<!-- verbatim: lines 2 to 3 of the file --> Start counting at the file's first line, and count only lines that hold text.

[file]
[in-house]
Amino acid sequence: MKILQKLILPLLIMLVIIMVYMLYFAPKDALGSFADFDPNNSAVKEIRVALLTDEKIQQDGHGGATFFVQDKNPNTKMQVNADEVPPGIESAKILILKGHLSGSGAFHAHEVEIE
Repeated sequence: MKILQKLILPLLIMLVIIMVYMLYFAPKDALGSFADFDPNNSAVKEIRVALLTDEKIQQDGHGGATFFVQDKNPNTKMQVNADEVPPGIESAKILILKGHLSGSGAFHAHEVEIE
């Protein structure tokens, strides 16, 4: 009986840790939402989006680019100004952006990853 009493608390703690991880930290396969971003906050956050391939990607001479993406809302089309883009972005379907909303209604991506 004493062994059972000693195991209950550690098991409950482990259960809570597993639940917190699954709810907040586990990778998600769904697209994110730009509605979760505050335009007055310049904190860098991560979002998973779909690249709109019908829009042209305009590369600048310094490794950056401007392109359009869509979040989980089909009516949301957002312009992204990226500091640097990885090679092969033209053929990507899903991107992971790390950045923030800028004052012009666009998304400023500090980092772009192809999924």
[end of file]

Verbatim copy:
Amino acid sequence: MKILQKLILPLLIMLVIIMVYMLYFAPKDALGSFADFDPNNSAVKEIRVALLTDEKIQQDGHGGATFFVQDKNPNTKMQVNADEVPPGIESAKILILKGHLSGSGAFHAHEVEIE
Repeated sequence: MKILQKLILPLLIMLVIIMVYMLYFAPKDALGSFADFDPNNSAVKEIRVALLTDEKIQQDGHGGATFFVQDKNPNTKMQVNADEVPPGIESAKILILKGHLSGSGAFHAHEVEIE